About this Course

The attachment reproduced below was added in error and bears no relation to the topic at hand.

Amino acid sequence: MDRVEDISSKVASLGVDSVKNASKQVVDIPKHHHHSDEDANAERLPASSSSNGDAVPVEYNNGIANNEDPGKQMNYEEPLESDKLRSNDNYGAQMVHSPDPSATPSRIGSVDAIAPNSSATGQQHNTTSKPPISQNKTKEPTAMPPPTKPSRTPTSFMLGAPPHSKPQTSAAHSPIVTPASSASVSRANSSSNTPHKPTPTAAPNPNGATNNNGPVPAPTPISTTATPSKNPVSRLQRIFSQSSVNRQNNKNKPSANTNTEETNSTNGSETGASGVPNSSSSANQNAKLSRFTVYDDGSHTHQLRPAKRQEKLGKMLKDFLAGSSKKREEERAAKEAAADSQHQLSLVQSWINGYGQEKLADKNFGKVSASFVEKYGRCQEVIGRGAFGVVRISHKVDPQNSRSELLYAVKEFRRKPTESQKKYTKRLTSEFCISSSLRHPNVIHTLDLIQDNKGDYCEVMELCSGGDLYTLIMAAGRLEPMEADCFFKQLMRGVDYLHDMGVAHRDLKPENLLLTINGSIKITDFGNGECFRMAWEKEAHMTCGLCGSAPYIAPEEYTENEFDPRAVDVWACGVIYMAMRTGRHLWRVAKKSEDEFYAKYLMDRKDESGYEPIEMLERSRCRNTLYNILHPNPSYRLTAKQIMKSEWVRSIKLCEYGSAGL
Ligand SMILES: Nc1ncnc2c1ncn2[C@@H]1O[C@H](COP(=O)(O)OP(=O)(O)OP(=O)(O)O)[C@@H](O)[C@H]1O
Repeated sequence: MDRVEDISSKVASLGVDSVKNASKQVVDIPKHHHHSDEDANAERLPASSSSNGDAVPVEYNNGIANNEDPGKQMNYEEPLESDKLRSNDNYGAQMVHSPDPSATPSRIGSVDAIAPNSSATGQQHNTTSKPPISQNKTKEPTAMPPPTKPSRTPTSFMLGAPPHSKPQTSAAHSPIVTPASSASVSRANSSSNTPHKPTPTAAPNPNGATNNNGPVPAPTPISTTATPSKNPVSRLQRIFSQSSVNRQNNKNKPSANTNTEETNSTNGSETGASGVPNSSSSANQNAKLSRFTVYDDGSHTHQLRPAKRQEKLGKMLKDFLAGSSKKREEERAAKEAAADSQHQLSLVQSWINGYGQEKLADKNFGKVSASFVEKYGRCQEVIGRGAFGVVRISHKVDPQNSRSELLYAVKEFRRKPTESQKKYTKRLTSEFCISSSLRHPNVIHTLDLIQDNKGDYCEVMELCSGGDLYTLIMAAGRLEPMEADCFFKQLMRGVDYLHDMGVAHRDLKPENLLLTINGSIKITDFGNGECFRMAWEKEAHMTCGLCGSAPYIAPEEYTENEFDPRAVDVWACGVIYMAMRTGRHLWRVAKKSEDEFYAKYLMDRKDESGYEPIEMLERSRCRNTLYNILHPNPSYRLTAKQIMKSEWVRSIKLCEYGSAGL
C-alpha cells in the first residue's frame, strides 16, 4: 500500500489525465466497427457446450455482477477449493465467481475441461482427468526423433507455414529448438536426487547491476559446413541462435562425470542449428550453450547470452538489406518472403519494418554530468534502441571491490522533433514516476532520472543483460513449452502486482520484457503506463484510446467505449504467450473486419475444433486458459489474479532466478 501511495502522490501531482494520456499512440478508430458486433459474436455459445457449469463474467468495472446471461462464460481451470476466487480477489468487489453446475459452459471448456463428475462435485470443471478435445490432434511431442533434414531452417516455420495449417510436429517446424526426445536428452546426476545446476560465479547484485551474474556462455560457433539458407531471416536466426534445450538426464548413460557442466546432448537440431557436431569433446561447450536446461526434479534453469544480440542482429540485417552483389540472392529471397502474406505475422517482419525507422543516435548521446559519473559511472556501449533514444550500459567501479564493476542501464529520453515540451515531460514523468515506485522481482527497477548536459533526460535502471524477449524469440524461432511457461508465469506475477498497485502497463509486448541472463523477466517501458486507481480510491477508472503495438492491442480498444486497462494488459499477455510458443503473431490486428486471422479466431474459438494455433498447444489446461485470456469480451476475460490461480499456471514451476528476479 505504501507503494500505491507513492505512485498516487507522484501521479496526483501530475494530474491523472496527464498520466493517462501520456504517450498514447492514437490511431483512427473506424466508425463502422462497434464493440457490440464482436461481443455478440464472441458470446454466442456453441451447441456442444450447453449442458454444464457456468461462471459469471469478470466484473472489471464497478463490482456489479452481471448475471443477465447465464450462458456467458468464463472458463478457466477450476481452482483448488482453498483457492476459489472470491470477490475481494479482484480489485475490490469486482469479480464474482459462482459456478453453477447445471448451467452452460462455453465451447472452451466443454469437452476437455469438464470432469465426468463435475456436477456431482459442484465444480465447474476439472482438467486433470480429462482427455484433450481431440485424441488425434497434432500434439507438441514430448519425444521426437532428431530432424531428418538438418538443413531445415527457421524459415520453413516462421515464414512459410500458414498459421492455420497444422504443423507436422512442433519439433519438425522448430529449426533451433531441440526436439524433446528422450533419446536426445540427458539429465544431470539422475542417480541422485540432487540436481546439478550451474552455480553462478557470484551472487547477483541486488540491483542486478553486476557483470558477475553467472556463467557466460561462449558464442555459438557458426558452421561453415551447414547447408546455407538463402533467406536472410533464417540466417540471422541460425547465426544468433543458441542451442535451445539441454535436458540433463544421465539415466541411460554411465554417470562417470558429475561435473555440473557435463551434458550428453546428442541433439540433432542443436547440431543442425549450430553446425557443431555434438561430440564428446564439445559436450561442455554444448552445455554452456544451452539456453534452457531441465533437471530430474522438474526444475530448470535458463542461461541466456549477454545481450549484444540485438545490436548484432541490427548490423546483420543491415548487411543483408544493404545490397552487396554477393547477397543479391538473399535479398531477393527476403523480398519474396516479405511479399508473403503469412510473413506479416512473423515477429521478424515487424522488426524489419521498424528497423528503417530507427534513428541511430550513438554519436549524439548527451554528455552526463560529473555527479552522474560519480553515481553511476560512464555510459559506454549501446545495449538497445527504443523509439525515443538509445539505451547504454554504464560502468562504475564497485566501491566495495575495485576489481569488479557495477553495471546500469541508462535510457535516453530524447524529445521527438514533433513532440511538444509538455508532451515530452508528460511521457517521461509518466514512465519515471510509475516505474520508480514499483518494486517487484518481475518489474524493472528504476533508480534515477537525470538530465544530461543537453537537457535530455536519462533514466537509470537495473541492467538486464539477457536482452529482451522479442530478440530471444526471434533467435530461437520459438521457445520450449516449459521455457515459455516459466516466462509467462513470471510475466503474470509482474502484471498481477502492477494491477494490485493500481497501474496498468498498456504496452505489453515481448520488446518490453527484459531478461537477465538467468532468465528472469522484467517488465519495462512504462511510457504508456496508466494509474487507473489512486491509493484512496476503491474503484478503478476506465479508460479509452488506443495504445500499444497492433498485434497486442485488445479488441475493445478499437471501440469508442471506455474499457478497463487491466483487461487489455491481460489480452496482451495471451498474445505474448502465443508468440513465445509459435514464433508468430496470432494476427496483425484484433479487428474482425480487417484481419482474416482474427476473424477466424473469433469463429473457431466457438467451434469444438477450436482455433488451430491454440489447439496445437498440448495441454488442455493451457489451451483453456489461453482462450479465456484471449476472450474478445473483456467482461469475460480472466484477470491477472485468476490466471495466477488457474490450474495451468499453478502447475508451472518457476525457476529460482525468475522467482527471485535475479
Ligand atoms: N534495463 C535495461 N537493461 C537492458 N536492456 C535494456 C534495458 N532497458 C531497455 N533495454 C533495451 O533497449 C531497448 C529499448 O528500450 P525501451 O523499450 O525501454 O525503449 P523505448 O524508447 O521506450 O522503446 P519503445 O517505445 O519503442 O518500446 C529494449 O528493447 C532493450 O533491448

Universal Life Insurance begins with an examination of the financial and political environment in the decade of the 1970s that gave rise to the conditions resulting in the development of the universal life insurance product. The student will understand the roles played by extraordinarily high interest rates that gave rise to disintermediation and a Federal Trade Commission report that was critical of whole life insurance in the decline of whole life insurance sales. The key features of the universal life insurance product are examined, including its:Flexible premiumsAdjustable coverageExpense and mortality chargesDeath benefit options and their relationship to the policys amount at risk When the policy features have been discussed, the student is given an opportunity to see how the universal life insurance policy works and is introduced to the various interest rates that play a part in universal life insurance, including the guaranteed crediting rates, current crediting rates and assumed rates (for illustration purposes). Policy cash values are calculated for both Option A and Option B death benefits.Cash value access and taxation are considered, and the appropriateness of withdrawals and policy loans are discussed in reference to the policyowners intent to repay. Universal life insurance taxation, following TRA 84 is examined, and the limitations imposed by the legislation are considered, including the cash value accumulation test and the guideline premium/corridor test. Variable and equity indexed universal life insurance products are discussed, and their differences from declared rate UL products are examined.